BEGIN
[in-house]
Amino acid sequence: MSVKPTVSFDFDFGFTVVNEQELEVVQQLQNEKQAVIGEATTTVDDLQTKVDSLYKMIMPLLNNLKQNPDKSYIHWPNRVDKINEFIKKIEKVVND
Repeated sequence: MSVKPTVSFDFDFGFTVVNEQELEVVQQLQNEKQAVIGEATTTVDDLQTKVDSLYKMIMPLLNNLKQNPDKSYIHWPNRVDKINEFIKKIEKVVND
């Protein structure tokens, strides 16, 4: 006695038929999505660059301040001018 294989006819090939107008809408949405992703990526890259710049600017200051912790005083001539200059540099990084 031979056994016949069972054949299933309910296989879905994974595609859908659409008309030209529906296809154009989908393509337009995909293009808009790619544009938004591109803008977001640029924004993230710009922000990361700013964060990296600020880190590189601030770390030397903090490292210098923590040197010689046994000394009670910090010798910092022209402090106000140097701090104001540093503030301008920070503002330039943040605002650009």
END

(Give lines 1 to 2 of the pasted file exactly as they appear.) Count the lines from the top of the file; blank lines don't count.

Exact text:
[in-house]
Amino acid sequence: MSVKPTVSFDFDFGFTVVNEQELEVVQQLQNEKQAVIGEATTTVDDLQTKVDSLYKMIMPLLNNLKQNPDKSYIHWPNRVDKINEFIKKIEKVVND